Lack of allergy to timothy grass pollen is not a passive phenomenon but associated with allergen-specific modulation of immune reactivity
Timothy grass (TG) pollen is a common seasonal airborne allergen associated with symptoms ranging from mild rhinitis to severe asthma.
The aim of this study was to characterize changes in TG-specific T cell responses as a function of seasonality.
Peripheral blood mononuclear cells (PBMC) obtained from allergic individuals and non-allergic controls, either during the pollen season or out-of-season, were stimulated either with TG extract or a pool of previously identified immunodominant antigenic regions.
PBMC from allergic subjects exhibit higher IL-5 and IL-10 responses in-season than when collected out of season. In the case of non-allergic subjects, as expected we observed lower IL-5 responses and robust production of IFNγ compared to allergic individuals. Strikingly, non-allergic donors exhibited an opposing pattern, with decreased immune reactivity in-season. The broad downregulation in non-allergic donors indicates that healthy individuals are not oblivious to allergen exposure but rather react with an active modulation of responses following the antigenic stimulus provided during the pollen season. Transcriptomic analysis of allergen-specific T cells defined genes modulated in concomitance with allergen exposure and inhibition of responses in non-allergic donors.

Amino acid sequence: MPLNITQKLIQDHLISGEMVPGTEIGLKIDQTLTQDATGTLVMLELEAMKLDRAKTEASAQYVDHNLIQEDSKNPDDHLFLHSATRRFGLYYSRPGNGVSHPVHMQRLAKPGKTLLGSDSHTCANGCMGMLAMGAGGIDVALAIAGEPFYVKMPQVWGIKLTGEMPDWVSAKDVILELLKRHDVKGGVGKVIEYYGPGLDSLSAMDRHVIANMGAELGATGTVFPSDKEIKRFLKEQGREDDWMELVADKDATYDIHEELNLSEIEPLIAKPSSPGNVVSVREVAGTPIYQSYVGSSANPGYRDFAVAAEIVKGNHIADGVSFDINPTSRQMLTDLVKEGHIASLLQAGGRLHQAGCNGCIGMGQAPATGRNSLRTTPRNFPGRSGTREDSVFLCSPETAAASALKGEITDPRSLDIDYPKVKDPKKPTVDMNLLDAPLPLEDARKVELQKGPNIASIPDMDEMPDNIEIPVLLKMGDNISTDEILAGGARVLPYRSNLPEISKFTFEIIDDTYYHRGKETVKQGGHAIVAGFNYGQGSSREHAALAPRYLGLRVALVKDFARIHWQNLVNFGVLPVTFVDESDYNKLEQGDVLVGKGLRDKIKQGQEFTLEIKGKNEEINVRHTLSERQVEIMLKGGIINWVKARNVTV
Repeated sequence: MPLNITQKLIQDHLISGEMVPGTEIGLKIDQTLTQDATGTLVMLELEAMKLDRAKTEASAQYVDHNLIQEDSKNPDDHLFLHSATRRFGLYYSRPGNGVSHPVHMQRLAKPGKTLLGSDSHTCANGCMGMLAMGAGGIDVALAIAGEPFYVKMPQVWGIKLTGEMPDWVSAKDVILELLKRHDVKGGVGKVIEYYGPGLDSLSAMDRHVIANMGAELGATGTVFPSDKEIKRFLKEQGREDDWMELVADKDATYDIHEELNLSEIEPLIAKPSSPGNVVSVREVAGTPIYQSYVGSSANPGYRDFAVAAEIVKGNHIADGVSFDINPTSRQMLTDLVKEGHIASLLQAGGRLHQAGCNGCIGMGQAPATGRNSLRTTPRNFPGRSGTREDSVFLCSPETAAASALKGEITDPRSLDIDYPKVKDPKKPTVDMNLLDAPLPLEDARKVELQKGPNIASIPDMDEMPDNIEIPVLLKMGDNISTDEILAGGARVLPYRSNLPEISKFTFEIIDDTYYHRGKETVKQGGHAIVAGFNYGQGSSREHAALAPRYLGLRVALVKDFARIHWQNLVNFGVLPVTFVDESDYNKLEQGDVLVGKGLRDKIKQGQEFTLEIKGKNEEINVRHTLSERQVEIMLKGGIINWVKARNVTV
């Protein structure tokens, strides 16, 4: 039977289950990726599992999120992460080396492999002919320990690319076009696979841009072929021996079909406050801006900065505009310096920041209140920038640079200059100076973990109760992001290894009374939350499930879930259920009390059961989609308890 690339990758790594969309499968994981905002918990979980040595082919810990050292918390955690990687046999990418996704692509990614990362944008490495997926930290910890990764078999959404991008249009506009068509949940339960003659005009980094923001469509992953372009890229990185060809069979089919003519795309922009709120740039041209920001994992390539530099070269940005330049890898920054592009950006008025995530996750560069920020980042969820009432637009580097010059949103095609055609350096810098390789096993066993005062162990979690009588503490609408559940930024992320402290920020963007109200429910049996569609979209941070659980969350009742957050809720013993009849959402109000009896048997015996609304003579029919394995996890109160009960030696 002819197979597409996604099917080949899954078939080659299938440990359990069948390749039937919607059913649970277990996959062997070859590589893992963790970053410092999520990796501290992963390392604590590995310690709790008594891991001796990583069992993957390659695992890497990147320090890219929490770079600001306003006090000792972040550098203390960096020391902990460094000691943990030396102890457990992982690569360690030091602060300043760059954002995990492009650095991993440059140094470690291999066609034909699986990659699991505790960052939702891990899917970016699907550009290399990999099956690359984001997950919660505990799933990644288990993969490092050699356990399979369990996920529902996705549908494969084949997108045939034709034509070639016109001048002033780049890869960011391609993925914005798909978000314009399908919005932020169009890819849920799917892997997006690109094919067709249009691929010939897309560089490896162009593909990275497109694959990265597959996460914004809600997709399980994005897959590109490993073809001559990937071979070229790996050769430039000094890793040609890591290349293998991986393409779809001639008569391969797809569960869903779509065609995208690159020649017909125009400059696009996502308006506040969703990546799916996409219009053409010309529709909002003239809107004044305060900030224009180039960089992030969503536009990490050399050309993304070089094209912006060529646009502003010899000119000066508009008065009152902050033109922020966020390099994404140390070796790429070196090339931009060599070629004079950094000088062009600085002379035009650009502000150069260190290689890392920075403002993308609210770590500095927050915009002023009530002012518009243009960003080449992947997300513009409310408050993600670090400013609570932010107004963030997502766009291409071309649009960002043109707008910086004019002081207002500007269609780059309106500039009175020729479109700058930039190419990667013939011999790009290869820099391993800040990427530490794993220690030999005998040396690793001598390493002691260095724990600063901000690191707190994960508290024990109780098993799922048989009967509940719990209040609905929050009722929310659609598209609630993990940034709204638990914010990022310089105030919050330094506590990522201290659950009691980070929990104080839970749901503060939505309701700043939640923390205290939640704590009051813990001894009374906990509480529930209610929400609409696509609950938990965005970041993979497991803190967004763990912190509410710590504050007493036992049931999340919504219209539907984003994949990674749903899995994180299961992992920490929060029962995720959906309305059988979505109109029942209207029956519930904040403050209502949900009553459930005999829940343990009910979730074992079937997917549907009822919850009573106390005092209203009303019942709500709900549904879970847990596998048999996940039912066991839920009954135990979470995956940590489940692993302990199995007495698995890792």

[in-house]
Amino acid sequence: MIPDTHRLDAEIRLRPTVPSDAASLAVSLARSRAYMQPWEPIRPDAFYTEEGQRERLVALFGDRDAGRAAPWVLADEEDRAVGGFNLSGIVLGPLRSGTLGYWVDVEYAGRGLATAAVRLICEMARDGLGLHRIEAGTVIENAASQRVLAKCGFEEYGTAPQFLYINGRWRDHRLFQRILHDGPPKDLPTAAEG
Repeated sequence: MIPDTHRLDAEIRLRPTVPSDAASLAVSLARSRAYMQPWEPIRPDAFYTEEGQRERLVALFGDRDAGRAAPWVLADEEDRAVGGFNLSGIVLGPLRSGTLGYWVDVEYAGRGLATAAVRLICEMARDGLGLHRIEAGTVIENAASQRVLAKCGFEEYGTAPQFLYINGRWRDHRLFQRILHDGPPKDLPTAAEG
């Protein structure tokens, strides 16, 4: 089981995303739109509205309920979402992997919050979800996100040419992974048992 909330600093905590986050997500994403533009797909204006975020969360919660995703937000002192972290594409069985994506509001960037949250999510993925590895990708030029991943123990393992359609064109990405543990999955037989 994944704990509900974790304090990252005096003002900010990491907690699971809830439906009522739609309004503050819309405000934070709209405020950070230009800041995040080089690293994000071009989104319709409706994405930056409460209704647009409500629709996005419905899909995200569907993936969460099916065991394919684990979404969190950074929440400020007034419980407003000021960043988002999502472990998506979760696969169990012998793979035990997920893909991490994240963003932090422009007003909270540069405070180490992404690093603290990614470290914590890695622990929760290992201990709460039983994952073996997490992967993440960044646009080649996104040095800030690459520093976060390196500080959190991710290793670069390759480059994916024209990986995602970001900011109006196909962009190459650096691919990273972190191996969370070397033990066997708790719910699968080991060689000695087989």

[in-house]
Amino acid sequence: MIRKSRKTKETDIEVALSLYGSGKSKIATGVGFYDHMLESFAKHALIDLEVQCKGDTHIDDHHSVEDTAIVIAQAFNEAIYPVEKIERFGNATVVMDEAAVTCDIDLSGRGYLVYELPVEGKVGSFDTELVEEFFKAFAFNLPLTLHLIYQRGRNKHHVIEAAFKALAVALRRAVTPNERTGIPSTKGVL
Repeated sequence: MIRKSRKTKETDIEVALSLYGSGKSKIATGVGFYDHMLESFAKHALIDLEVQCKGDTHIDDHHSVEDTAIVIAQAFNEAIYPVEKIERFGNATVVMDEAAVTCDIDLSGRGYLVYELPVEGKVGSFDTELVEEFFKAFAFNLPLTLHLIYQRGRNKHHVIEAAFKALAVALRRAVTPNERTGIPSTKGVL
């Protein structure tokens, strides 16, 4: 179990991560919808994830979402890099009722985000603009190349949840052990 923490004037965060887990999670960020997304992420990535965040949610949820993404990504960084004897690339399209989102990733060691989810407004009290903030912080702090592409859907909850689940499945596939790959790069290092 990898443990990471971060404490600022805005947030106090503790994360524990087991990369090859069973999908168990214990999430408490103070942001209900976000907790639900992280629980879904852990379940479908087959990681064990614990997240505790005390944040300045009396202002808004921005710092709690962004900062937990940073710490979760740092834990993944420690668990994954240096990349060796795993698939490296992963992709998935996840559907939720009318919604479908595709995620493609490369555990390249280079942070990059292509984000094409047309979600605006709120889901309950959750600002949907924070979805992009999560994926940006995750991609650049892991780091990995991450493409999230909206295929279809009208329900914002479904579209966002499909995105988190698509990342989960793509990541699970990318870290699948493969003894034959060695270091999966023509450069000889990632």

Conclusion and Clinical Relevance
Magnitude and functionality of T-helper cell responses differ substantially in-season versus out-of-season in allergic and non-allergic subjects. The results indicate specific and opposing modulation of immune responses following the antigenic stimulation during the pollen season. This seasonal modulation reflects the enactment of specific molecular programs associated with health and allergic disease.